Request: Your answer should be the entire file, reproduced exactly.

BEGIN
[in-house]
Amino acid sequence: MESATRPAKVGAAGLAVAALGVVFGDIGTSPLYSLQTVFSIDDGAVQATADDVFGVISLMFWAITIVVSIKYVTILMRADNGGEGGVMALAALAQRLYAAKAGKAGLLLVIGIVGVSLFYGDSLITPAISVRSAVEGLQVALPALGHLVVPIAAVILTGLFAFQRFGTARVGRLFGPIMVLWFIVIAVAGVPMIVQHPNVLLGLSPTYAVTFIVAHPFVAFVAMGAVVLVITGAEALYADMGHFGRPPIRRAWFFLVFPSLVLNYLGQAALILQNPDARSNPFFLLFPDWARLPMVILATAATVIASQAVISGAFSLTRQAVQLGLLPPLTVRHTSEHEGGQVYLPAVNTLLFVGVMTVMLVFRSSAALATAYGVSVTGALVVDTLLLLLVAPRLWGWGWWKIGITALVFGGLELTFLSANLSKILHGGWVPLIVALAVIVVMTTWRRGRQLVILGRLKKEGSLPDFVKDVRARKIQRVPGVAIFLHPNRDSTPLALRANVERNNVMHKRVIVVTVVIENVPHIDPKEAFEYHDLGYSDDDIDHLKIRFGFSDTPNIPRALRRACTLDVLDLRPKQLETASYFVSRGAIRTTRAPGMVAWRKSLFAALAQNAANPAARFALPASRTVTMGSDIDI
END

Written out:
[in-house]
Amino acid sequence: MESATRPAKVGAAGLAVAALGVVFGDIGTSPLYSLQTVFSIDDGAVQATADDVFGVISLMFWAITIVVSIKYVTILMRADNGGEGGVMALAALAQRLYAAKAGKAGLLLVIGIVGVSLFYGDSLITPAISVRSAVEGLQVALPALGHLVVPIAAVILTGLFAFQRFGTARVGRLFGPIMVLWFIVIAVAGVPMIVQHPNVLLGLSPTYAVTFIVAHPFVAFVAMGAVVLVITGAEALYADMGHFGRPPIRRAWFFLVFPSLVLNYLGQAALILQNPDARSNPFFLLFPDWARLPMVILATAATVIASQAVISGAFSLTRQAVQLGLLPPLTVRHTSEHEGGQVYLPAVNTLLFVGVMTVMLVFRSSAALATAYGVSVTGALVVDTLLLLLVAPRLWGWGWWKIGITALVFGGLELTFLSANLSKILHGGWVPLIVALAVIVVMTTWRRGRQLVILGRLKKEGSLPDFVKDVRARKIQRVPGVAIFLHPNRDSTPLALRANVERNNVMHKRVIVVTVVIENVPHIDPKEAFEYHDLGYSDDDIDHLKIRFGFSDTPNIPRALRRACTLDVLDLRPKQLETASYFVSRGAIRTTRAPGMVAWRKSLFAALAQNAANPAARFALPASRTVTMGSDIDI